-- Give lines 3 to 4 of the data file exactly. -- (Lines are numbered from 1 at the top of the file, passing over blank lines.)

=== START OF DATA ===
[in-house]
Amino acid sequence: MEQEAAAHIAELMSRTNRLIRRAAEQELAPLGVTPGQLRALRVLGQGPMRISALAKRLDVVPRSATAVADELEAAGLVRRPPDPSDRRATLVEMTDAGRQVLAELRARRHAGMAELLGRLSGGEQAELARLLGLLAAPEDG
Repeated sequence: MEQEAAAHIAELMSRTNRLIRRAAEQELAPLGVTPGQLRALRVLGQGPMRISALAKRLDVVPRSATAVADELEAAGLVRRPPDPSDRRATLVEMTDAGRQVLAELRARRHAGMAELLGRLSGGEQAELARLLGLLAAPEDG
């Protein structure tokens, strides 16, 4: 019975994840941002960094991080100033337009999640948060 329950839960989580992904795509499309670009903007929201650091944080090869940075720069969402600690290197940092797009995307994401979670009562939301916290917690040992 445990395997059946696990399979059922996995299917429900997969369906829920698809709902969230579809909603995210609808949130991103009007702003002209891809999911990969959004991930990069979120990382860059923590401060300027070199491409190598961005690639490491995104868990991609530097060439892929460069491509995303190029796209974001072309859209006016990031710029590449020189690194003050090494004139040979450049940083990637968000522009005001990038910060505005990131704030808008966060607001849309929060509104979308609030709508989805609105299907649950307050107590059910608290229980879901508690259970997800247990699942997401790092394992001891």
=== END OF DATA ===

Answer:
Repeated sequence: MEQEAAAHIAELMSRTNRLIRRAAEQELAPLGVTPGQLRALRVLGQGPMRISALAKRLDVVPRSATAVADELEAAGLVRRPPDPSDRRATLVEMTDAGRQVLAELRARRHAGMAELLGRLSGGEQAELARLLGLLAAPEDG
């Protein structure tokens, strides 16, 4: 019975994840941002960094991080100033337009999640948060 329950839960989580992904795509499309670009903007929201650091944080090869940075720069969402600690290197940092797009995307994401979670009562939301916290917690040992 445990395997059946696990399979059922996995299917429900997969369906829920698809709902969230579809909603995210609808949130991103009007702003002209891809999911990969959004991930990069979120990382860059923590401060300027070199491409190598961005690639490491995104868990991609530097060439892929460069491509995303190029796209974001072309859209006016990031710029590449020189690194003050090494004139040979450049940083990637968000522009005001990038910060505005990131704030808008966060607001849309929060509104979308609030709508989805609105299907649950307050107590059910608290229980879901508690259970997800247990699942997401790092394992001891």